Tajikistan: Energy Shortages, Extreme Cold Create Crisis Situation
January 13, 2008 By Farangis Najibullah
Temperatures in Tajikistan and elsewhere in Central Asia have dropped below minus 20 degrees Celsius in some areas. Heavy snowfalls and avalanches have disrupted public transport in many cities and villages. A crippling shortage of energy, combined with severe weather conditions, have left many people living in cold, dark homes in Tajikistan and other parts of Central Asia. Coupled with increasing prices for food and gasoline, it's creating a miserable winter for many.
At least 80 people have been stranded on a mountainous road in Tajikistan for nearly three weeks after an avalanche wiped out a section of highway linking the capital, Dushanbe, to the country's north. At least three people died in the incident, while the others -- children and women among them -- have been waiting weeks to be rescued, and help has not yet arrived.
Speaking to RFE/RL's Tajik Service via mobile phone, a woman who identifies herself as Mrs. Muhammadieva from the Panjakent district says the stranded passengers have been keeping themselves "barely alive in the middle of nowhere." Muhammadieva says they have been living in a small weather-observation station, where the lone station worker "has given all his food supplies to the trapped passengers."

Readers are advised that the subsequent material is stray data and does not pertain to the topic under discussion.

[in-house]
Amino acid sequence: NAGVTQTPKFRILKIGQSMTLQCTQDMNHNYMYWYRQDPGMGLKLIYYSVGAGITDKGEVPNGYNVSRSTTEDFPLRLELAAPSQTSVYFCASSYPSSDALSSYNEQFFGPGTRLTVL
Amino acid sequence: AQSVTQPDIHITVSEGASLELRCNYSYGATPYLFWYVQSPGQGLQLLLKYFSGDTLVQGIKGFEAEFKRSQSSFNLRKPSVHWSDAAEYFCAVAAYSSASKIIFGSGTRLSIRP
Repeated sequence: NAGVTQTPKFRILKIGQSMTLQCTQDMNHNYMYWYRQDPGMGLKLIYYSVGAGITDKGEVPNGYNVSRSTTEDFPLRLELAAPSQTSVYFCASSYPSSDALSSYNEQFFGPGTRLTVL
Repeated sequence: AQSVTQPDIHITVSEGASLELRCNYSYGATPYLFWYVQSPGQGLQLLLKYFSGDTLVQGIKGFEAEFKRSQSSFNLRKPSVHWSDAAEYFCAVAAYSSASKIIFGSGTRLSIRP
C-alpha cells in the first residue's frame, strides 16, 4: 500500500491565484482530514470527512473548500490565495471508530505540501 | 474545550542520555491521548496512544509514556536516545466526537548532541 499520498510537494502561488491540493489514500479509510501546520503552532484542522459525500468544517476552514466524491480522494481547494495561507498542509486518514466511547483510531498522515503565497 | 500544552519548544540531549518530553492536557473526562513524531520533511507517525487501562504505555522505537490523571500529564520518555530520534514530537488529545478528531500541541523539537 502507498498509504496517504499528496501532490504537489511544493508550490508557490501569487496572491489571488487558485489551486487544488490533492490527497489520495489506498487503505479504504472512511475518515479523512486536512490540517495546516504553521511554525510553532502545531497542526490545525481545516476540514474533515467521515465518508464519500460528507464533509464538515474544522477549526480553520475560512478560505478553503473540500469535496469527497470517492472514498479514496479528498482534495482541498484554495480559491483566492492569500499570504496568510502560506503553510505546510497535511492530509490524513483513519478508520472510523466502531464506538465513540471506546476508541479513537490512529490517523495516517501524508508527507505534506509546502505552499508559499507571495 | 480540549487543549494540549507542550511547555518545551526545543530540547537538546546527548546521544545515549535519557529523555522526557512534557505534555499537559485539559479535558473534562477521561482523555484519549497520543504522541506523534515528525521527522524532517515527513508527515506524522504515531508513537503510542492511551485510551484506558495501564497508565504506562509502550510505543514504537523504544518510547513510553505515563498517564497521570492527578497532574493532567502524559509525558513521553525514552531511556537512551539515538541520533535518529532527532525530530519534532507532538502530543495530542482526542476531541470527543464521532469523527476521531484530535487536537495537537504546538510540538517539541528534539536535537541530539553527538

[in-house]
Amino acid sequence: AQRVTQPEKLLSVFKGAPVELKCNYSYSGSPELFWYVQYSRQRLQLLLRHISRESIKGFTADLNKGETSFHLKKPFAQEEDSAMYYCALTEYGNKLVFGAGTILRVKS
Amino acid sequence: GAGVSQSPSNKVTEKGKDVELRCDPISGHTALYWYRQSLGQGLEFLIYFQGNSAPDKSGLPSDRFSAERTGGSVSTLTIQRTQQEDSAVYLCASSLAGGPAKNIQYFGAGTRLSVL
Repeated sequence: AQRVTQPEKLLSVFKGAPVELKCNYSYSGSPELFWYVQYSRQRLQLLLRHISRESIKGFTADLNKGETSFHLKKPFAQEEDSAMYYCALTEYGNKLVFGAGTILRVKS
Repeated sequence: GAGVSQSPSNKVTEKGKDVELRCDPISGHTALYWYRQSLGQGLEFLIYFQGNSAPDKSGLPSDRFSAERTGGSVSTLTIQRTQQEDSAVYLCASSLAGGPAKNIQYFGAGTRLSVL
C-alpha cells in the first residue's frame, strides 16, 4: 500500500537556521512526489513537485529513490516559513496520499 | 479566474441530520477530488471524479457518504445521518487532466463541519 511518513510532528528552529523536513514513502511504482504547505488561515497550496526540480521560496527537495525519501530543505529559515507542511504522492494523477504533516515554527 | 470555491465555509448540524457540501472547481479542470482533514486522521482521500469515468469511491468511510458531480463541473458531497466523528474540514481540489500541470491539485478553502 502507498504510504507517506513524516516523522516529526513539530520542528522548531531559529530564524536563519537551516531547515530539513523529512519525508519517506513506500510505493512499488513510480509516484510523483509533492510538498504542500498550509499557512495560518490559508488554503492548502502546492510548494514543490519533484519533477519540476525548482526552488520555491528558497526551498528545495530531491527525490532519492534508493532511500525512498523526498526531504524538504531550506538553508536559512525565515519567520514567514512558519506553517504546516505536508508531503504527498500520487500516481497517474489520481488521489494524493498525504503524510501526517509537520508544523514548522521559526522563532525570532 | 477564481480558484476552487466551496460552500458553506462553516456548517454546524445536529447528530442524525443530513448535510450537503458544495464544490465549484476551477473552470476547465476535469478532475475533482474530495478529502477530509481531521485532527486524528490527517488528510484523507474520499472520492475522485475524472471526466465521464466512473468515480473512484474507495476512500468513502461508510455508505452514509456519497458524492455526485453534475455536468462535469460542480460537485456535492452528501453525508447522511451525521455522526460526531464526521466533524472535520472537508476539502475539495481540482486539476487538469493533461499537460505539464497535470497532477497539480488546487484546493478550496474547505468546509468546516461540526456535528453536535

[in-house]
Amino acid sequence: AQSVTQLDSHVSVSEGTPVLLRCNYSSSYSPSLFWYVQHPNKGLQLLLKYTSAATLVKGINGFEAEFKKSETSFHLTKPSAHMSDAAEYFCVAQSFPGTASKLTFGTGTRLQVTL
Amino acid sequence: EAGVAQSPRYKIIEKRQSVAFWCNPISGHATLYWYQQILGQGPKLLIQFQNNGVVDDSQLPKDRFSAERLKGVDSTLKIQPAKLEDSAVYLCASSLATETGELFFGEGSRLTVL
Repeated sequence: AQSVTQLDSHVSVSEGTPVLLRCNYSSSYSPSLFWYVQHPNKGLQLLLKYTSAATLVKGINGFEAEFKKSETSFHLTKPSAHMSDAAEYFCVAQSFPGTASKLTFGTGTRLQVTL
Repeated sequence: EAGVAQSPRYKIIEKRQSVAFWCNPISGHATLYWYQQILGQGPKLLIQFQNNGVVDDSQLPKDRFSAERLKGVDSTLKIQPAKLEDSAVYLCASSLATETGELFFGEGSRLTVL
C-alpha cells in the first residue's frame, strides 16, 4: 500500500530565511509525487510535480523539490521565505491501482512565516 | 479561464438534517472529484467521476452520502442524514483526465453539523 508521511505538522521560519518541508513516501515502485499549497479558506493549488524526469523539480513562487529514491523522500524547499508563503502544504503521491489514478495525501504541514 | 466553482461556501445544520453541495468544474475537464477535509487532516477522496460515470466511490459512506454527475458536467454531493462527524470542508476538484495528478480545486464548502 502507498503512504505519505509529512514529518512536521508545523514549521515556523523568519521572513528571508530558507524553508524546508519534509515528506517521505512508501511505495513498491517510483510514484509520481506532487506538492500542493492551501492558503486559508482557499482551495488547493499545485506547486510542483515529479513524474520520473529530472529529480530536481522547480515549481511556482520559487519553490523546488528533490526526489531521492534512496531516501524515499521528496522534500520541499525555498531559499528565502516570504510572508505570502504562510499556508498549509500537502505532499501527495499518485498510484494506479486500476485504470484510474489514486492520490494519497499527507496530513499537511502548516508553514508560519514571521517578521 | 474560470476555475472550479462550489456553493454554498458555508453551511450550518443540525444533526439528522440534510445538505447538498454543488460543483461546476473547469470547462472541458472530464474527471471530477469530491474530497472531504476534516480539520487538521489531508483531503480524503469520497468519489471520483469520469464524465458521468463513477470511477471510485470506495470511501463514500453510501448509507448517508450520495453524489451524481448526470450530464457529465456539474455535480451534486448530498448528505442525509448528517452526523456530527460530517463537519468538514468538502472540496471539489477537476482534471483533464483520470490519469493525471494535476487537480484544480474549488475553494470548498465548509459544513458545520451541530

"No one from the relevant authorities has offered us any help," Muhammadieva says. "[There are now] some 200 people stuck here. There are pregnant women among us. We can't go anywhere. We are grateful to this man who gave us food and shelter. No one from the government or elsewhere is providing us any assistance."
Tajik officials say that "the rescue works continue and that helicopters have dropped food and other necessities" to those who are trapped in the mountains.
Tougher Times Ahead
The bitter cold confronts already beleaguered Tajiks with another on a long list of problems, as they are also faced with widespread unemployment and miserable wages amid increasing prices for food and gasoline. A group of women and children in the southern town of Kurgon-teppa gathered at the office of the local government on January 9 to demand that the authorities help them solve the energy problem. The government in Dushanbe has offered no explanation for the electricity shortage, while the state-run media largely ignores the problem. Tajik officials, however, have announced an electricity price hike of 20 percent that kicked in this month, to allow the "government [to] repay its debt to the World Bank."
In the meantime, the weather forecast is for the freezing temperatures to continue through most of January.
(RFE/RL's Tajik, Uzbek, and Turkmen services contributed to this report.)
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